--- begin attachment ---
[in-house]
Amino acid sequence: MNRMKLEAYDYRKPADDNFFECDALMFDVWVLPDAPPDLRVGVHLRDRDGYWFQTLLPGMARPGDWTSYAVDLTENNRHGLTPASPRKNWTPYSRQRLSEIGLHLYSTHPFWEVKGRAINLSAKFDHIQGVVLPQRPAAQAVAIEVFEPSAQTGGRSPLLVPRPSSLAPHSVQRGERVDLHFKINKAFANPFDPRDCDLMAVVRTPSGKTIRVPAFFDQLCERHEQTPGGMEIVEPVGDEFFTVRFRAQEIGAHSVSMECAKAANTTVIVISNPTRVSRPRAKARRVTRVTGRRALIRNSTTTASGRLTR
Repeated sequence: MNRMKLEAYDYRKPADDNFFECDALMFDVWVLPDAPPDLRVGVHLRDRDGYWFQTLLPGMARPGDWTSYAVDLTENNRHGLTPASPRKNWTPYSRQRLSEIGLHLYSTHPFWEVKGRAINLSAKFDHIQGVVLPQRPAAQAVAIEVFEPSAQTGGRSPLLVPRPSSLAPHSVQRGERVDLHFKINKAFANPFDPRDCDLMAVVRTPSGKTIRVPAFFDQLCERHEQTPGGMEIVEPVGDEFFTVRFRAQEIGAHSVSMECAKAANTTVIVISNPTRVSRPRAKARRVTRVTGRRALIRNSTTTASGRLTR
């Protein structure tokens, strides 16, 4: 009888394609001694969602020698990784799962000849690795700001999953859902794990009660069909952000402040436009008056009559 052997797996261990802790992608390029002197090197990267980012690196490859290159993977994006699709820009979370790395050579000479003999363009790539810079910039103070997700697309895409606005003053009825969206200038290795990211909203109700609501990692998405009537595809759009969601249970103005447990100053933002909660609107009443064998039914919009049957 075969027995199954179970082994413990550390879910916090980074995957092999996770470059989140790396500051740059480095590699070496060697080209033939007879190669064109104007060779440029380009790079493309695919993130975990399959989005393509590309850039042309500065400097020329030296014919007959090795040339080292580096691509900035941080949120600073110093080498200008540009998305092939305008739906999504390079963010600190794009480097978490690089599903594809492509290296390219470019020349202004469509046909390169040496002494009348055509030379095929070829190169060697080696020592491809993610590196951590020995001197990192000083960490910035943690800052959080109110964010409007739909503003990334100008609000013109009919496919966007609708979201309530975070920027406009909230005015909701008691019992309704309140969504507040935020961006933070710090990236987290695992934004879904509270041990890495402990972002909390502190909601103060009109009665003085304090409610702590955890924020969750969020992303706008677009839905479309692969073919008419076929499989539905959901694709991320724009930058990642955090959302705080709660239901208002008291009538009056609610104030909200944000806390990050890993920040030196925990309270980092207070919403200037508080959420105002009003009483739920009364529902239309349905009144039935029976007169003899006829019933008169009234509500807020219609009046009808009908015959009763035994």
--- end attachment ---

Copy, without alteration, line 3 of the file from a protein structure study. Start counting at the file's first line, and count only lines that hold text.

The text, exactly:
Repeated sequence: MNRMKLEAYDYRKPADDNFFECDALMFDVWVLPDAPPDLRVGVHLRDRDGYWFQTLLPGMARPGDWTSYAVDLTENNRHGLTPASPRKNWTPYSRQRLSEIGLHLYSTHPFWEVKGRAINLSAKFDHIQGVVLPQRPAAQAVAIEVFEPSAQTGGRSPLLVPRPSSLAPHSVQRGERVDLHFKINKAFANPFDPRDCDLMAVVRTPSGKTIRVPAFFDQLCERHEQTPGGMEIVEPVGDEFFTVRFRAQEIGAHSVSMECAKAANTTVIVISNPTRVSRPRAKARRVTRVTGRRALIRNSTTTASGRLTR